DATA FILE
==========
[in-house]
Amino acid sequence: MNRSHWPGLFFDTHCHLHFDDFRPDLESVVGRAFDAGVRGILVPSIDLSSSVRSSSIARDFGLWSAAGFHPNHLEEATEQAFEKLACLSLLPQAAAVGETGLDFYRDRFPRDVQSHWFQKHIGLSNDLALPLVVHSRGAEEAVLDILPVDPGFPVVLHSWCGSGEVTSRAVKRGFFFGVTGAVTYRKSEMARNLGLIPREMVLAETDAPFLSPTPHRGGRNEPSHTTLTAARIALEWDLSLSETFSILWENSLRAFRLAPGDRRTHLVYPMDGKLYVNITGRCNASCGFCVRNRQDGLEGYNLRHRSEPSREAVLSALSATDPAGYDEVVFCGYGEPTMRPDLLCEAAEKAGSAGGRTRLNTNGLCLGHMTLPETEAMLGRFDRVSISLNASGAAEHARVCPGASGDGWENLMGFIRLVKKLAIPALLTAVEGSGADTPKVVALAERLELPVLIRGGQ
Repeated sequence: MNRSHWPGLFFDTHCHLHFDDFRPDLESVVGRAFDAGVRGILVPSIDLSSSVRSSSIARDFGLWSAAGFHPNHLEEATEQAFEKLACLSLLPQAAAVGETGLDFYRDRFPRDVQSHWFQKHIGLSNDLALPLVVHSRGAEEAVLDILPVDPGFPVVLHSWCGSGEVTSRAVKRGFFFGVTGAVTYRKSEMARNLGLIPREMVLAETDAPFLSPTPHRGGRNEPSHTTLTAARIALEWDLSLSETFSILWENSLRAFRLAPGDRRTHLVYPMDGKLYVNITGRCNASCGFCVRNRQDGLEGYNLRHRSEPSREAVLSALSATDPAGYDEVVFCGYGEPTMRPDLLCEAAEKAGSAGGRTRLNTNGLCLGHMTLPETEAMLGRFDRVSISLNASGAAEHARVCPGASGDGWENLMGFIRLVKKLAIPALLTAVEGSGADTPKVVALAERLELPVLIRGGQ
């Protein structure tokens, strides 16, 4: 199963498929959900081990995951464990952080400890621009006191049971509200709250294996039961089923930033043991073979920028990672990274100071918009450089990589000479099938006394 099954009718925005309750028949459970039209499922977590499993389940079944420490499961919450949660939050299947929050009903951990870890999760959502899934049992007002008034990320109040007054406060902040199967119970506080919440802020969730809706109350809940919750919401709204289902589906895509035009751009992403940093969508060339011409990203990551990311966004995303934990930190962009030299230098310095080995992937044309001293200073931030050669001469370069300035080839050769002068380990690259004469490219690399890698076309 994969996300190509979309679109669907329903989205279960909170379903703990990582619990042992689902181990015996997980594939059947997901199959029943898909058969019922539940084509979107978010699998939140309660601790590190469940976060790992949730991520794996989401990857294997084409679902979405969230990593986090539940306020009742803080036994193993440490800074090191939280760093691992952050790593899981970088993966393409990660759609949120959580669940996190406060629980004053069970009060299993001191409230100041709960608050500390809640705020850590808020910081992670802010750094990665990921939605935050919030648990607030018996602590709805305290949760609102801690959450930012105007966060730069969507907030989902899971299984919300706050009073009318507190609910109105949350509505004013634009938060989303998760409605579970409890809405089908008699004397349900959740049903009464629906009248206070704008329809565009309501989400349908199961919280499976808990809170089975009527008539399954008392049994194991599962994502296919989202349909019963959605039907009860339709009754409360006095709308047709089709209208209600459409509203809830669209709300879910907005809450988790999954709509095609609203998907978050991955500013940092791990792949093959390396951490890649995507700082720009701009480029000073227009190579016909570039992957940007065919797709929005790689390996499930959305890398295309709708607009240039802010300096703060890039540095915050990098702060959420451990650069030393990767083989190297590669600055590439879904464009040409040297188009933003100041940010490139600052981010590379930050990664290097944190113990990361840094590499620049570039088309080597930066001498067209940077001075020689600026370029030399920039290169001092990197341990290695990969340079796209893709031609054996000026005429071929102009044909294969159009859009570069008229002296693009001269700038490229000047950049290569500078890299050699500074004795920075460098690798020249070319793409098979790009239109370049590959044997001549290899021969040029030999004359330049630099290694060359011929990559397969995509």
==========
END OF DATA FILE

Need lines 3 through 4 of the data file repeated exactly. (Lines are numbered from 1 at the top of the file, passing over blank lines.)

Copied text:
Repeated sequence: MNRSHWPGLFFDTHCHLHFDDFRPDLESVVGRAFDAGVRGILVPSIDLSSSVRSSSIARDFGLWSAAGFHPNHLEEATEQAFEKLACLSLLPQAAAVGETGLDFYRDRFPRDVQSHWFQKHIGLSNDLALPLVVHSRGAEEAVLDILPVDPGFPVVLHSWCGSGEVTSRAVKRGFFFGVTGAVTYRKSEMARNLGLIPREMVLAETDAPFLSPTPHRGGRNEPSHTTLTAARIALEWDLSLSETFSILWENSLRAFRLAPGDRRTHLVYPMDGKLYVNITGRCNASCGFCVRNRQDGLEGYNLRHRSEPSREAVLSALSATDPAGYDEVVFCGYGEPTMRPDLLCEAAEKAGSAGGRTRLNTNGLCLGHMTLPETEAMLGRFDRVSISLNASGAAEHARVCPGASGDGWENLMGFIRLVKKLAIPALLTAVEGSGADTPKVVALAERLELPVLIRGGQ
């Protein structure tokens, strides 16, 4: 199963498929959900081990995951464990952080400890621009006191049971509200709250294996039961089923930033043991073979920028990672990274100071918009450089990589000479099938006394 099954009718925005309750028949459970039209499922977590499993389940079944420490499961919450949660939050299947929050009903951990870890999760959502899934049992007002008034990320109040007054406060902040199967119970506080919440802020969730809706109350809940919750919401709204289902589906895509035009751009992403940093969508060339011409990203990551990311966004995303934990930190962009030299230098310095080995992937044309001293200073931030050669001469370069300035080839050769002068380990690259004469490219690399890698076309 994969996300190509979309679109669907329903989205279960909170379903703990990582619990042992689902181990015996997980594939059947997901199959029943898909058969019922539940084509979107978010699998939140309660601790590190469940976060790992949730991520794996989401990857294997084409679902979405969230990593986090539940306020009742803080036994193993440490800074090191939280760093691992952050790593899981970088993966393409990660759609949120959580669940996190406060629980004053069970009060299993001191409230100041709960608050500390809640705020850590808020910081992670802010750094990665990921939605935050919030648990607030018996602590709805305290949760609102801690959450930012105007966060730069969507907030989902899971299984919300706050009073009318507190609910109105949350509505004013634009938060989303998760409605579970409890809405089908008699004397349900959740049903009464629906009248206070704008329809565009309501989400349908199961919280499976808990809170089975009527008539399954008392049994194991599962994502296919989202349909019963959605039907009860339709009754409360006095709308047709089709209208209600459409509203809830669209709300879910907005809450988790999954709509095609609203998907978050991955500013940092791990792949093959390396951490890649995507700082720009701009480029000073227009190579016909570039992957940007065919797709929005790689390996499930959305890398295309709708607009240039802010300096703060890039540095915050990098702060959420451990650069030393990767083989190297590669600055590439879904464009040409040297188009933003100041940010490139600052981010590379930050990664290097944190113990990361840094590499620049570039088309080597930066001498067209940077001075020689600026370029030399920039290169001092990197341990290695990969340079796209893709031609054996000026005429071929102009044909294969159009859009570069008229002296693009001269700038490229000047950049290569500078890299050699500074004795920075460098690798020249070319793409098979790009239109370049590959044997001549290899021969040029030999004359330049630099290694060359011929990559397969995509």